Like India, Israel endorses a demanding non-obviousness requirement for patentability. Israel's use of non-analogous art as references for obviousness rejections stretches the bounds of what is considered obvious. Consequently, pharmaceutical companies run the risk of developing a drug therapy that is genuinely innovative, but that still is denied patent protection by the court system. The uncertainty in Israel's non-obviousness standard would not support the U.S. pharmaceutical industry.
Israel's strict non-obviousness requirement is based in the country's status as a dominant producer of generics. Israel is home to Teva Pharmaceutical Industries, the world's largest generics company, and its pharmaceutical exports constitute 3 percent of the country's gross domestic product. Israel also has a strong domestic pharmaceutical market. Israel pushed the development of the generics pharmaceutical industry in order to provide healthcare to its citizens at the cheapest possible cost. Accordingly, the domestic industry is supported by “sick funds” which provide medical insurance and hospital services for Israelis and constitute 70 percent of domestic pharmaceutical sales.

Section 5 of Israel's Patent Act indicates that, to be eligible for patent protection, an inventor must achieve an inventive step that is not obvious to the PHOSITA at the time of filing. Additionally, Appendix G of Israel's Patent Office Guidelines for Examination indicates that an “inventive step” requires a “quantum” advancement over the prior art.[25] In 2011, the Israeli Supreme Court confirmed that an “inventive step” requires a significant contribution to the relevant art and possesses the “spark of invention”. Therefore, like India, Israel requires an inventor to overcome a greater threshold than mere likelihood of success and mandates that a patentable invention contribute to the progress of science by providing a significant advancement to the technical field.

The problem is a severe one in the United States. Evergreening began in the US in 1983 with the so-called Hatch-Waxman legislation.[26]  In 2002 an extensive and lengthy inquiry by the US Federal Trade Commission (FTC) found that as many as 75% of new drug applications by generic drug manufacturers suffered legal actions under patent laws by the original brand name patent owner. These were driving up US drug costs by keeping the cheaper generic versions off the market. The FTC recommended that only one “evergreening” injunction against a potential generic market entrant be permitted per product  and this change was  implemented in legislation in December 2003. The US legislature passed its Medicare Prescription Drug Improvement and Modernisation Act 2003. This included, in Sec. 1101 a complicated process of early declaratory relief to assist remedying the problem of brand name pharmaceutical patent “evergreening.” This implemented a specific recommendation in the report of the US Federal Trade Commission (“FTC”) in 2002. The FTC recommendation was that only one “evergreening” injunction against a potential generic market entrant be permitted per product.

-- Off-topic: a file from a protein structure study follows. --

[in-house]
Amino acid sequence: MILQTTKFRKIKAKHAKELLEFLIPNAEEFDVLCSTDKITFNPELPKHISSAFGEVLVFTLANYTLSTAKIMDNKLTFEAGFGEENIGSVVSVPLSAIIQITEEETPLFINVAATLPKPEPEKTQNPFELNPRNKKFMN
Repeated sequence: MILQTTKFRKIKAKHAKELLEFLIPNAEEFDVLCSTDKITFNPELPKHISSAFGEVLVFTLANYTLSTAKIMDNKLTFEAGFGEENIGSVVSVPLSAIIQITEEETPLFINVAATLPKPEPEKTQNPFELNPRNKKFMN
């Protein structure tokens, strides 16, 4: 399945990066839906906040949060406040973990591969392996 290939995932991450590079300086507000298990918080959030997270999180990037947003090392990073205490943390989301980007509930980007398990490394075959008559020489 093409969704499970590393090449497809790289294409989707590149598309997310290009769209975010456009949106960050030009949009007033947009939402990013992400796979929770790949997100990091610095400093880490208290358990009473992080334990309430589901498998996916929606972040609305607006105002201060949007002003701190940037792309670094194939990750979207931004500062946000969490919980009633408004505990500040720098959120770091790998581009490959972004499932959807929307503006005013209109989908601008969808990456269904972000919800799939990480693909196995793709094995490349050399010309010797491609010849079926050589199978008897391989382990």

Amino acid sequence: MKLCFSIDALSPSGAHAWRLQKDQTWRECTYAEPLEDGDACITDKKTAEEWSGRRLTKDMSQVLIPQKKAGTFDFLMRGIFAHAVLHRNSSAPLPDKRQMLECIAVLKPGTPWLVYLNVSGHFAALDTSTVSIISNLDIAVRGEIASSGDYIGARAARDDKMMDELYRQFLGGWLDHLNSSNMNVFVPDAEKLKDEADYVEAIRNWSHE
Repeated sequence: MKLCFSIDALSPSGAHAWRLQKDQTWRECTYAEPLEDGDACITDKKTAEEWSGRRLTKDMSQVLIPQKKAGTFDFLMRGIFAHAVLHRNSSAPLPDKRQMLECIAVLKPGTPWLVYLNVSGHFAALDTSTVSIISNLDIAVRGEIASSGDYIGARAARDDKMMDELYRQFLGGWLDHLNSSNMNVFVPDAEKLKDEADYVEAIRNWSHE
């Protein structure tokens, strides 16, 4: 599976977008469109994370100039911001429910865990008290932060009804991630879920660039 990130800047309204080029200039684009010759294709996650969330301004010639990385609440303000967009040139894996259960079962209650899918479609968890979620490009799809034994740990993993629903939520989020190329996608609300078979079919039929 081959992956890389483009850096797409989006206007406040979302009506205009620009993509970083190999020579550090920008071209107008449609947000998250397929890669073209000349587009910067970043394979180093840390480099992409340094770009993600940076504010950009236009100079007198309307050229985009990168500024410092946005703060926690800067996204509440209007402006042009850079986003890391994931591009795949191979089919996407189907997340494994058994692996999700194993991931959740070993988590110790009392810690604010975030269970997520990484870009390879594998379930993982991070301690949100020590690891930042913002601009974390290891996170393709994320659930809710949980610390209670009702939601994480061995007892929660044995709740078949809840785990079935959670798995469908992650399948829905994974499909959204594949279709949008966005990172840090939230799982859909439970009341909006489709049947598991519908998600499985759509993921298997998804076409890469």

35 United States Code of Patent Law 101,102,103 state that the requirements for patentable subject matter are utility, novelty and non-obviousness. 35 USC 101 “Whoever invents or discovers any new and useful process, machine, manufacture, or composition of matter, or any new and useful improvement thereof, may obtain a patent therefore, subject to the conditions and requirements of the title.” United States of America allows patents to be granted for “new and useful improvements” to already patented inventions. But the United States Patent and Trademark Office (USPTO) places limits on what may be patented on the grounds of obviousness.

Graham v. John Deere[27] : TSM & RES: In this case US Supreme Court announced a 3 factors test for analysis of non-obvious:
Ø  Scope and content of prior art.
Ø  Difference between prior art and the claims at issue.
Ø  Level of ordinarily skill in the pertinent act.

KSR Intern Co. v. Teleflex Inc.[28] : In this case the patent validity of Teleflex’s patent for an adjustable automobile accelerator pedal was in issue. The US Supreme Court recognized that the fact based TSM test was a helpful insight and warned against mere conclusory statements and called for both “articulated reasoning” and conclusions of “when prior art teaches way” as emphasis on flexibility and common sense. On this result US Supreme Court made the requirements for patentability more strict. But the Court did not clearly define the requirements for determining obviousness. This leaves the standard for patentability ambiguous.